America stated (6/12): “The signing of the first free trade agreement of
the United States with a Latin country...is of great importance because...it
ends the myth that, under President Bush’s Republican administration, the U.S.
was growing apart from its commitment to Latin America.… It also shows that the
differences existing between the two countries caused by the war in Iraq were
overcome.… Chile is the prototype for the open economic model that the U.S.
wishes to promote.… Obviously, we should not only look at the Chilean
agreement. We should also be watching
the negotiations taking place with the same purpose with the Central American
countries...that should end this year.”
TRINIDAD AND TOBAGO: "Shadow Over FTAA"
The Business Section of the sensationalist Newsday
carried an article by Special Correspondent, Linda Hutchinson-Jafar stating
(6/12): "The Caracas-based Latin
American Economic System, commonly known by its Spanish acronym SELA, has
raised questions about the U.S. commitment to the FTAA process. This, in the
context of the lack of support the U.S. received by the majority of countries
in the western hemisphere in their military action against Iraq. SELA said it is possible that these latest
events will further encourage the United States to concentrate its FTAA
negotiations on specific partners, rather than entire regions.... SELA believes that the decision of four
Central American countries to join the 'coalition of the willing' may have also
enhanced their position in the ongoing Free Trade Agreement (FTA) negotiations
with Washington.... SELA also talked about pressure on the Caribbean Community
which did not join the 'coalition of the willing' and cited the possible
backlash on trade that small countries could feel from the U.S.
"Making 'Gouti' Tracks"
David Abdulah commented in sensationalist Newsday
(6/1): "Given that the FTAA is projected to come on stream in 2005, and
since we are simultaneously involved in three major international trade processes--FTAA,
the World Trade Organization (WTO) and the European Union-African, Pacific and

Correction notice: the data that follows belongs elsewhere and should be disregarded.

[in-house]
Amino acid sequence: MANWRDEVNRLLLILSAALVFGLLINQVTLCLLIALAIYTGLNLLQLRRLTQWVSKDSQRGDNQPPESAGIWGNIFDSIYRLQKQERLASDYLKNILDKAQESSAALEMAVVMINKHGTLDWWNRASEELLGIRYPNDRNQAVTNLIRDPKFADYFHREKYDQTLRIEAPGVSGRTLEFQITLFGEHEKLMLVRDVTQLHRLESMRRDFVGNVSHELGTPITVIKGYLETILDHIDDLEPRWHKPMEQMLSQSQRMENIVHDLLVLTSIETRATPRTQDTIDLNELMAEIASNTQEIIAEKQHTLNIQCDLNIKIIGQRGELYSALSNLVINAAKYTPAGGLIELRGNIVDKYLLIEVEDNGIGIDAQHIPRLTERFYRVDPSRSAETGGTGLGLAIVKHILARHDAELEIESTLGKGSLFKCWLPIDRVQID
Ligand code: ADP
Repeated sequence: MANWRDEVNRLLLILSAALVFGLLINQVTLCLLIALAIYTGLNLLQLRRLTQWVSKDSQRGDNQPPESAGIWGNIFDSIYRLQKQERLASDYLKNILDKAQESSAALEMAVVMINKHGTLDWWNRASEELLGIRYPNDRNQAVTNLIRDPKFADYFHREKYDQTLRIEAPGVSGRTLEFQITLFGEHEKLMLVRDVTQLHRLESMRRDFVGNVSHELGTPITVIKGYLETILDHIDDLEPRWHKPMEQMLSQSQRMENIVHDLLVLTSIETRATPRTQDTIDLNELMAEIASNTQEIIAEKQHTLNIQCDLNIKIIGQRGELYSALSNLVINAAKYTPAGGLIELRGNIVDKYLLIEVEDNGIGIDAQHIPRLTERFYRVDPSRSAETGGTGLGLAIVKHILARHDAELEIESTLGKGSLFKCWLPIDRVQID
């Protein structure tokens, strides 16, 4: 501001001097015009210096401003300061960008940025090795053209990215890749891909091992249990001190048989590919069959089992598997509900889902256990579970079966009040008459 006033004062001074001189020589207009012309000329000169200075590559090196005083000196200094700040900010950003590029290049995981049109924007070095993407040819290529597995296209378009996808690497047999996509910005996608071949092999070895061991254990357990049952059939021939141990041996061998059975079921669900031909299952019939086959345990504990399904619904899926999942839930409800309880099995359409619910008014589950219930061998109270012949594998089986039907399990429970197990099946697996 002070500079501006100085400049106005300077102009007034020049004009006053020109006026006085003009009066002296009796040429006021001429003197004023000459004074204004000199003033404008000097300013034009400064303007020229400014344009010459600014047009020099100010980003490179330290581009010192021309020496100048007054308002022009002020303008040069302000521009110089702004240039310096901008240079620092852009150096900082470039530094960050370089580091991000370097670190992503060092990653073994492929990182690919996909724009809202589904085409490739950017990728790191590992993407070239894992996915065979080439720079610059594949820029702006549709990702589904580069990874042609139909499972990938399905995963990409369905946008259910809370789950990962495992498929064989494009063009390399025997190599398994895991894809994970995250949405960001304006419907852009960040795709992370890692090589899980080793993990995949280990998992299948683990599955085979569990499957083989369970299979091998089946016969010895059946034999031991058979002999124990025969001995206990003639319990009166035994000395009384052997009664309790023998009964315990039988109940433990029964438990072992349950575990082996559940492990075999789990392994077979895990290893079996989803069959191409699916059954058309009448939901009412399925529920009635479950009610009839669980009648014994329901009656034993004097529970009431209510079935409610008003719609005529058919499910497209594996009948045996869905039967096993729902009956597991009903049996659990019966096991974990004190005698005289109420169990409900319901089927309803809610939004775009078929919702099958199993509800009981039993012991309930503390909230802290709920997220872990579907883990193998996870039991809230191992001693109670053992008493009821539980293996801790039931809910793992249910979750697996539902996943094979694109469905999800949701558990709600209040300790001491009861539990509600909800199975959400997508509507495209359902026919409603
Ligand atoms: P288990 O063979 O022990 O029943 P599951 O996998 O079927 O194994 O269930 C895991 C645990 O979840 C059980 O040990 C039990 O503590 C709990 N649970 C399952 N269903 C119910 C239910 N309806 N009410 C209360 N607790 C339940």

Caribbean (EU-ACP)post-Lome--at the same time that we are seeking to make the
Caribbean Single Market and Economy (CSME) a reality, the entire country,
indeed the entire Caribbean should be well informed and aware of the
implications of these processes....
These 'trade' agreements firstly involve much more than just trade. They really seek to totally incorporate all
economies in to a single economy--the FTAA to involve 34 countries in this
hemisphere, the WTO the entire world.
But this incorporation is to be on the basis of one set of rules for ALL
countries, regardless of size or stage of economy development. This is akin to asking a fly-weight boxer to
get into the same ring with a super-heavyweight.... Little doubt therefore that those of us who
argue against these processes view them as just another imperial strategy for
maintaining multinational corporation (MNC) control of the global economy. After all, more than 60 percent of world
trade is intro-multinational company trade and not trade between
countries. The FTAA and WTO are designed
to make tracks for the MNC's goutis to run."
GERMANY: "Signals Of Détente"
Center-right Frankfurter Allgemeine argued (6/10):
"Only at first inspection, Secretary Powell's trip to the OAS meetings
seems to be routine. Since the last
meeting on Barbados, relations between the two Americas have considerably
deteriorated. Before the end of last
year, the foreign ministers signed an agreement, which was supposed to place
cooperation in the fight against terrorism on a new foundation. But then Mexico and Chile refused to support
the United States in the UNSC in the Iraq crisis.... Since then, fears have not gone away that
both countries have to pay a price for their view. In the case of Mexico, this still seems to be
the case, while the long overdue free trade agreement with Chile was signed
shortly before Powell's departure. It
would be favorable for all sides involved if this were not the only sign of
détente, for the North cannot be interested in more countries standing at the
economic (Argentina, Uruguay), social (Bolivia, Haiti), and political